• An experiment was conducted to investigate the effects of microbial phytase ($Natuphos^{(R)}$) supplementation in combination with carbohydrases (composed of enzymes targeted to soybean meal (SBM) dietary components such as $\alpha$-galactosides and galactomannans; $Endo-Power^{(R)}$) to corn-soybean meal based diet (CSD) and complex diet (CD) with a partial replacement of SBM with rape seed meal (RSM) and cotton seed meal (CSM) on growth performance and nutrient digestibility of growing pigs. A total of 168 growing pigs averaging $13.18{\pm}1.77kg$ of initial body weight was arranged as a $2{\times}2$ factorial design with main effects of diet types (corn-SBM based diet (CSD) and complex diets (CD; 5% of SBM was replaced with 2.5% of RSM and 2.5% of CSM in diet for phase I (0 to 3 weeks) and 6% of SBM was replaced with 3% of RSM and 3% of CSM in diet for phase II (4 to 7 weeks))) and enzyme supplementation (none and 0.1% of phytase (500 FTU/kg diet) and 0.1% of carbohydrases). The diet with enzyme application were formulated to have a 0.18% unit lower aP than diets without enzyme application. Each treatment had three replicates with 14 pigs per replicate. To determine supplementation effect of phytase and carbohydrases on ileal amino acid digestibility of SBM, RSM and CSM, a total of 18 T-cannulated pigs (initial body weight; $13.52{\pm}1.24kg$) were assigned to six dietary treatments in the present study. Dietary treatments in metabolic trial included 1) SBM diet, 2) SBM diet+with enzymes (phytase (500 FTU/kg) and carbohydrases at 0.1%, respectively), 3) CSM diet, 4) CSM diet+enzymes, 5) RSM diet and 6) RSM diet+enzymes. During whole experimental period (0 to 7 wks), there was no difference in growth performance between diets (CSD and CD). However, dietary phytase and carbohydrases supplementation significantly improved gain/feed ratio (G:F) of growing pigs. During the phase II (4-7 weeks), dietary phytase and carbohydrases supplementation significantly improved all fecal nutrient digestibilities (Dry matter (DM), gross energy (GE), crude protein (CP), crude fat (CF), calcium (Ca) and phosphorus (P)). Dietary phytase and carbohydrases supplementation improved significantly overall ileal amino acid digestibilities of SBM, RSM and CSM based diets (p<0.05). The simultaneous inclusion of phytase and carbohydrases in both of CSD and CD reduced feed cost per kg body weight gain (FCG). Also, results suggest that 2.5 to 3% of RSM and CSM, respectively, might be used as a protein source in growing pig diets without having an adverse effect on the growth performance and nutrient digestibility and simultaneous phytase and carbohydrases addition improves nutritional value of SBM, RSM and CSM by improving ileal amino acid digestibilities.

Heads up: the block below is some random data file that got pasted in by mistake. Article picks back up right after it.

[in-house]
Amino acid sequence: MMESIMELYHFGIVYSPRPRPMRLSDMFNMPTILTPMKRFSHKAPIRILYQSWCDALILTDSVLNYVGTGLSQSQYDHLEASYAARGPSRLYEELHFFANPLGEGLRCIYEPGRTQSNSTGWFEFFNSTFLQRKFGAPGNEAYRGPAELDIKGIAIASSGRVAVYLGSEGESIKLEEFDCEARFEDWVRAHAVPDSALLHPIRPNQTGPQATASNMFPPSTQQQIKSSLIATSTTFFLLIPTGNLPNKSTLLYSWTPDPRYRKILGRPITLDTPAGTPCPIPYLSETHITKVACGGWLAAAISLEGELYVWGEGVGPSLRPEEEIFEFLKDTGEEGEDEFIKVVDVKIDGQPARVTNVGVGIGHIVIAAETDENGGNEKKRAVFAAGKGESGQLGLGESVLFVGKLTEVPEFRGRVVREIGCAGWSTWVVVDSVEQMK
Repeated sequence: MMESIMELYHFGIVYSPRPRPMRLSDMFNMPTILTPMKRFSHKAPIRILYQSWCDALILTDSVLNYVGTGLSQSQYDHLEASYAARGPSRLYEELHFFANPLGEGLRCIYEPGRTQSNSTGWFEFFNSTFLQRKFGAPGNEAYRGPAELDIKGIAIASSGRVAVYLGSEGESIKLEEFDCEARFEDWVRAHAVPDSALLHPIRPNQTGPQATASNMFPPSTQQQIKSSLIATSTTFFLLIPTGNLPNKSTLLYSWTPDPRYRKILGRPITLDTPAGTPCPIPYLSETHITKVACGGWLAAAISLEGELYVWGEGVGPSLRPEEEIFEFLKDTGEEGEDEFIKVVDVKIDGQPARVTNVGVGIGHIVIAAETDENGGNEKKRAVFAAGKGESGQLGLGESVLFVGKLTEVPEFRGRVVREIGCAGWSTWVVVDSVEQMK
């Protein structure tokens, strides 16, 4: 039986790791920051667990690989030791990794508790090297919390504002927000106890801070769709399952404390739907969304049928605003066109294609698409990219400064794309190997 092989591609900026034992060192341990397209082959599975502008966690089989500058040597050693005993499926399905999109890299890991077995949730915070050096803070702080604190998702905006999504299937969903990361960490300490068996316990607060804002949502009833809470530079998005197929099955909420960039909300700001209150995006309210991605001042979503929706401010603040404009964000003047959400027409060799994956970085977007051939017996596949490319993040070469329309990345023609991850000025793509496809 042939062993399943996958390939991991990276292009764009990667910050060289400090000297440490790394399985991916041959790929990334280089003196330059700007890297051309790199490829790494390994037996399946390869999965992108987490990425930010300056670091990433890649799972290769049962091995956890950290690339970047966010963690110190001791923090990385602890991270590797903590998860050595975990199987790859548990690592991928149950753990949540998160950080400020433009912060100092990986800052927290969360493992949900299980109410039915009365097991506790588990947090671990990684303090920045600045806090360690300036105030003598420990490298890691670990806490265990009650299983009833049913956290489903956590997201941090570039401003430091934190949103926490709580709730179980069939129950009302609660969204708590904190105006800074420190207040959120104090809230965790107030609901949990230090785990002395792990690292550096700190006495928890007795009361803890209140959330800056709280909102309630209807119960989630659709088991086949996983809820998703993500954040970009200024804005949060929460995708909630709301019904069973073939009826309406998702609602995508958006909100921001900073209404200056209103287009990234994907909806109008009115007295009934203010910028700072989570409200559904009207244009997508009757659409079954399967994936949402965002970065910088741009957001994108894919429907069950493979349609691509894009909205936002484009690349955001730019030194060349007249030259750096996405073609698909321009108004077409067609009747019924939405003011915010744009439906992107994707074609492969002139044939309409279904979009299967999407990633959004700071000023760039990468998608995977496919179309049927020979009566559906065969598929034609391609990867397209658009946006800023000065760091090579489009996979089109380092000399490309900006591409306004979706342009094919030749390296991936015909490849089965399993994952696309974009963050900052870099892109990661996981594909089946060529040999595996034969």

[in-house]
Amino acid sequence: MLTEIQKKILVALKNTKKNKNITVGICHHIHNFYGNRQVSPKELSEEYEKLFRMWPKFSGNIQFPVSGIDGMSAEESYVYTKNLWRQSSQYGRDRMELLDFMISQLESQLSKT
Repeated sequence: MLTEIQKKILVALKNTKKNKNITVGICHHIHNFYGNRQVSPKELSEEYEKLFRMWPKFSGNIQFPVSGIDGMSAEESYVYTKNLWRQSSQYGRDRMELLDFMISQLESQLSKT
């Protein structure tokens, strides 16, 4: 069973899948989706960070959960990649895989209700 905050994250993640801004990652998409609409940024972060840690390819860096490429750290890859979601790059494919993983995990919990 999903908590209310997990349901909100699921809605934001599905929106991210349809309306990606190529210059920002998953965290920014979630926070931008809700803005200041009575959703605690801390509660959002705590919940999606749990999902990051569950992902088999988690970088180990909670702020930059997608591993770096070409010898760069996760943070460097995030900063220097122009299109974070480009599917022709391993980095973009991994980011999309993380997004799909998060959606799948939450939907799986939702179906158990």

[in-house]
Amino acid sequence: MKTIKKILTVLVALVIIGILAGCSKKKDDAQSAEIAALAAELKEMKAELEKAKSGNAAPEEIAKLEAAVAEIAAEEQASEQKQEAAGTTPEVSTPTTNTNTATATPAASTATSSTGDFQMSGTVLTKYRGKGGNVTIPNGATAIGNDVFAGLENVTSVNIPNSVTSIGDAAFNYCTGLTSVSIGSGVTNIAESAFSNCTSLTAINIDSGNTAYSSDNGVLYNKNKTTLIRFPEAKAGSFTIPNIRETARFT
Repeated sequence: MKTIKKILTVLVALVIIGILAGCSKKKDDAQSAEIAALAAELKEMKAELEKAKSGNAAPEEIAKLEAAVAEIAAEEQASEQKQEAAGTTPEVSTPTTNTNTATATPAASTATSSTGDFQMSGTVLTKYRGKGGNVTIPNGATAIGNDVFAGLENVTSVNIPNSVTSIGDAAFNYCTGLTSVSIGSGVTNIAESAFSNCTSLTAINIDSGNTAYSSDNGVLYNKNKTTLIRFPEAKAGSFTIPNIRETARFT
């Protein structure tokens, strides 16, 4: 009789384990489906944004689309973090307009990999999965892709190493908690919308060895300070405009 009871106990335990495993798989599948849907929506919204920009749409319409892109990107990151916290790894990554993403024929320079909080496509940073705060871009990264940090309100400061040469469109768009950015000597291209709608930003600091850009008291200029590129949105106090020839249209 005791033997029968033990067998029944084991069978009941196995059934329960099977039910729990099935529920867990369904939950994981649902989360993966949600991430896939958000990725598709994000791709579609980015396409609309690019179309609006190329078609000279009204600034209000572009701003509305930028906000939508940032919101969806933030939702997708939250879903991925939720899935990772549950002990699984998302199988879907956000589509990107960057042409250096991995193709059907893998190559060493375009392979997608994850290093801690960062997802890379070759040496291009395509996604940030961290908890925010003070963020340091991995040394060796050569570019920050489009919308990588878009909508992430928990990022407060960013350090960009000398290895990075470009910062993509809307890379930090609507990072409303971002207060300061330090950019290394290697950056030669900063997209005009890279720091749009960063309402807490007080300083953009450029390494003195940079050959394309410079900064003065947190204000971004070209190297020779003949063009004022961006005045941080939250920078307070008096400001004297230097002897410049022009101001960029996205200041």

Effects of Dietary Phytase on Performance, Egg Quality, Excretion of N and P, and Ileal Digestibility in Laying Hens (Phytase 첨가가 산란계의 생산성, 난질, 질소와 인의 배설량 및 회장 소화율에 미치는 영향)

  • HwangBo, J.;Ahn, J.H.;Chung, W.T.;Ohh, S.J.;Lee, H.J.;Kim, H.K.;Lee, S.U.;Hong, E.C.
    • Korean Journal of Poultry Science
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    • v.34 no.2
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    • pp.119-128
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    • 2007
  • The effects of microbial phytase on laying performance, egg quality, and ileal digestibility of nutrients and amino acids were examined at three levels of phytase (0, 300, 600 unit/kg) in 55-wk-old White Leghorn for 4 weeks. Egg productivity tended to increase with supplemental phytase compared to that of control. Daily feed intake of hens fed phytase also increased. Egg shell thickness was not significantly different among the treatments. Haugh unit and yolk color were not statistically different. However, egg shell breaking strength was high at phytase treatment. Excretion and absorption of nitrogen were no difference among all treatments, but those of phosphorus was higher in the phytase treatment than control. The digestibility was high at crude fiber, crude ash, calcium and phosphorus in nutrients, at lysine, methionine and phenylalanine in essential amino acids, and alanine, cystine, glutamic acid, glycine and tyrosine in non-essential amino acids. In conclusion, supplemental microbial phytase in laying hens diet may help to improve egg production and to decrease P of feces. But, further studies were needed to investigate on the digestibility.

The Effects of Phytase Supplementation on the Performance of Broiler Chickens Fed Diets With Different Levels of Non-Phytate Phosphorus

  • Lim, H.S.;Namkung, H.;Um, J.S.;Kang, K.R.;Kim, B.S.;Paik, I.K.
    • Asian-Australasian Journal of Animal Sciences
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    • v.14 no.2
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    • pp.250-257
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    • 2001
  • An experiment was conducted to determine the effects of phytase supplementation to the diets containing different levels of non-phytate phosphorus (NPP). A $3{\times}2$ factorial arrangement of treatments was employed. There were three dietary NPP levels of control (C) (0.45% for starter diet and 0.35% for grower diet), C-0.1% NPP (0.35% for starter diet and 0.25% for grower diet), and C-0.2% NPP (0.25% for starter diet and 0.15% for grower diet) and two phytase levels (0 and 500 U/kg). Reduced dietary NPP decreased feed intake and weight gain and increased mortality whereas dietary phytase increased feed intake and weight gain and decreased mortality. Supplemental phytase improved availabilities of dry matter, crude fat, ash, P, Zn, Mg, and Cu whereas dietary NPP level did not affect availabilities of nutrients except decreased Zn availability and increased Cu availability in reduced NPP diets. Nutrient retention of N, ash, Ca, P, Mg, and Zn were linearly decreased as dietary NPP levels reduced but dietary phytase increased their retention. Reduced dietary NPP increased ash excretion but decreased P and Cu excretion while dietary phytase decreased N excretion. Weight, length, girth and contents of ash, Ca, P and Mg of tibia linearly decreased as dietary NPP levels reduced. Dietary phytase increased length and ash content of tibia. It is concluded that dietary phytase can reduce P excretion and alleviate adverse affects caused by feeding low dietary NPP. Effects of phytase were greater in the lower NPP diets.